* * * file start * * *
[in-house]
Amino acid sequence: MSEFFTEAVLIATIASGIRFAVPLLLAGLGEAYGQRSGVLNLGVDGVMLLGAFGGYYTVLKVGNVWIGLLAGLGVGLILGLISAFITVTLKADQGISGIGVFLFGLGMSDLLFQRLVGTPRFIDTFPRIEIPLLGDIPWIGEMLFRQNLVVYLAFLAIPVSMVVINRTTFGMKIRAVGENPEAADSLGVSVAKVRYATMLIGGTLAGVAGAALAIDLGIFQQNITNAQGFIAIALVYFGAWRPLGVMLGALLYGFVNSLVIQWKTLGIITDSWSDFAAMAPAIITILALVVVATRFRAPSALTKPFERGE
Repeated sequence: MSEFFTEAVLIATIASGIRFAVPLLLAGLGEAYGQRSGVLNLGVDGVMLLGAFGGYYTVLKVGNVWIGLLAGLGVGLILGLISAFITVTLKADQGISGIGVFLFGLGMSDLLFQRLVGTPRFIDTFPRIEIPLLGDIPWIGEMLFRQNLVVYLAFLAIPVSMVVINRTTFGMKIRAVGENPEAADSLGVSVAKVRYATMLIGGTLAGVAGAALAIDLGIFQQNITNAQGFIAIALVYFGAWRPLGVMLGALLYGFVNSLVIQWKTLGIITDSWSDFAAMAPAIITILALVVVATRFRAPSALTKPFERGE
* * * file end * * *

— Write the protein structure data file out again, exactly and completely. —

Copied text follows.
[in-house]
Amino acid sequence: MSEFFTEAVLIATIASGIRFAVPLLLAGLGEAYGQRSGVLNLGVDGVMLLGAFGGYYTVLKVGNVWIGLLAGLGVGLILGLISAFITVTLKADQGISGIGVFLFGLGMSDLLFQRLVGTPRFIDTFPRIEIPLLGDIPWIGEMLFRQNLVVYLAFLAIPVSMVVINRTTFGMKIRAVGENPEAADSLGVSVAKVRYATMLIGGTLAGVAGAALAIDLGIFQQNITNAQGFIAIALVYFGAWRPLGVMLGALLYGFVNSLVIQWKTLGIITDSWSDFAAMAPAIITILALVVVATRFRAPSALTKPFERGE
Repeated sequence: MSEFFTEAVLIATIASGIRFAVPLLLAGLGEAYGQRSGVLNLGVDGVMLLGAFGGYYTVLKVGNVWIGLLAGLGVGLILGLISAFITVTLKADQGISGIGVFLFGLGMSDLLFQRLVGTPRFIDTFPRIEIPLLGDIPWIGEMLFRQNLVVYLAFLAIPVSMVVINRTTFGMKIRAVGENPEAADSLGVSVAKVRYATMLIGGTLAGVAGAALAIDLGIFQQNITNAQGFIAIALVYFGAWRPLGVMLGALLYGFVNSLVIQWKTLGIITDSWSDFAAMAPAIITILALVVVATRFRAPSALTKPFERGE